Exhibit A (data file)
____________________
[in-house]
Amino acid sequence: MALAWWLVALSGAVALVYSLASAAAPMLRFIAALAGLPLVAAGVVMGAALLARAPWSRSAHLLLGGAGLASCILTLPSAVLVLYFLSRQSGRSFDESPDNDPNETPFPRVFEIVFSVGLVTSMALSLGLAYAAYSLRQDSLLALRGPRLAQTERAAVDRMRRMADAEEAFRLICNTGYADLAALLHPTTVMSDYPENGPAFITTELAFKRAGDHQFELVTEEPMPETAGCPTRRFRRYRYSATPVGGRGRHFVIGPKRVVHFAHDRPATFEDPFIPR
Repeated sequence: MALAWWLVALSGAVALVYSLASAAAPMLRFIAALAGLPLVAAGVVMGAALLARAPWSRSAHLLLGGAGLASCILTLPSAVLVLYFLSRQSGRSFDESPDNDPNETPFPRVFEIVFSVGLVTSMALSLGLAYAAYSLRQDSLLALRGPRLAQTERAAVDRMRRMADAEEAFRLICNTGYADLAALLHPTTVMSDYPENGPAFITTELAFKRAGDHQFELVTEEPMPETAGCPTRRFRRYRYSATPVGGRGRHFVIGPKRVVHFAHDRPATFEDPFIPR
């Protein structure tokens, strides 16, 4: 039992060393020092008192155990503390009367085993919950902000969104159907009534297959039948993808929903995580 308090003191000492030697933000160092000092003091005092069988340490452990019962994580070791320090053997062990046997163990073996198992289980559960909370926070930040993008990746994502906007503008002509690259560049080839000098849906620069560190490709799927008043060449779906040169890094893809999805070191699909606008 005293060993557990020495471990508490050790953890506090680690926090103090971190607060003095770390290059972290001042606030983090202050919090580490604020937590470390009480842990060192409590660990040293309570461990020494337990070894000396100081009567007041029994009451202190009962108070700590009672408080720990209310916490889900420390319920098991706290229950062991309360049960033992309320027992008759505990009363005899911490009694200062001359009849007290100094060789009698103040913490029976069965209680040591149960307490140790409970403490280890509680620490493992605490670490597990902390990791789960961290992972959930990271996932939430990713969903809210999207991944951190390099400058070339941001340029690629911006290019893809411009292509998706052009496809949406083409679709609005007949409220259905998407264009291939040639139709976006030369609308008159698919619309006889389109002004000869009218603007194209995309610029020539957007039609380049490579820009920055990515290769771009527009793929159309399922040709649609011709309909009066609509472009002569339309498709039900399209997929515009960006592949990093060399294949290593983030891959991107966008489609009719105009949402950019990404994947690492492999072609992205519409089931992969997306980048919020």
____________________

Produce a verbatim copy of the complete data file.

[in-house]
Amino acid sequence: MALAWWLVALSGAVALVYSLASAAAPMLRFIAALAGLPLVAAGVVMGAALLARAPWSRSAHLLLGGAGLASCILTLPSAVLVLYFLSRQSGRSFDESPDNDPNETPFPRVFEIVFSVGLVTSMALSLGLAYAAYSLRQDSLLALRGPRLAQTERAAVDRMRRMADAEEAFRLICNTGYADLAALLHPTTVMSDYPENGPAFITTELAFKRAGDHQFELVTEEPMPETAGCPTRRFRRYRYSATPVGGRGRHFVIGPKRVVHFAHDRPATFEDPFIPR
Repeated sequence: MALAWWLVALSGAVALVYSLASAAAPMLRFIAALAGLPLVAAGVVMGAALLARAPWSRSAHLLLGGAGLASCILTLPSAVLVLYFLSRQSGRSFDESPDNDPNETPFPRVFEIVFSVGLVTSMALSLGLAYAAYSLRQDSLLALRGPRLAQTERAAVDRMRRMADAEEAFRLICNTGYADLAALLHPTTVMSDYPENGPAFITTELAFKRAGDHQFELVTEEPMPETAGCPTRRFRRYRYSATPVGGRGRHFVIGPKRVVHFAHDRPATFEDPFIPR
């Protein structure tokens, strides 16, 4: 039992060393020092008192155990503390009367085993919950902000969104159907009534297959039948993808929903995580 308090003191000492030697933000160092000092003091005092069988340490452990019962994580070791320090053997062990046997163990073996198992289980559960909370926070930040993008990746994502906007503008002509690259560049080839000098849906620069560190490709799927008043060449779906040169890094893809999805070191699909606008 005293060993557990020495471990508490050790953890506090680690926090103090971190607060003095770390290059972290001042606030983090202050919090580490604020937590470390009480842990060192409590660990040293309570461990020494337990070894000396100081009567007041029994009451202190009962108070700590009672408080720990209310916490889900420390319920098991706290229950062991309360049960033992309320027992008759505990009363005899911490009694200062001359009849007290100094060789009698103040913490029976069965209680040591149960307490140790409970403490280890509680620490493992605490670490597990902390990791789960961290992972959930990271996932939430990713969903809210999207991944951190390099400058070339941001340029690629911006290019893809411009292509998706052009496809949406083409679709609005007949409220259905998407264009291939040639139709976006030369609308008159698919619309006889389109002004000869009218603007194209995309610029020539957007039609380049490579820009920055990515290769771009527009793929159309399922040709649609011709309909009066609509472009002569339309498709039900399209997929515009960006592949990093060399294949290593983030891959991107966008489609009719105009949402950019990404994947690492492999072609992205519409089931992969997306980048919020």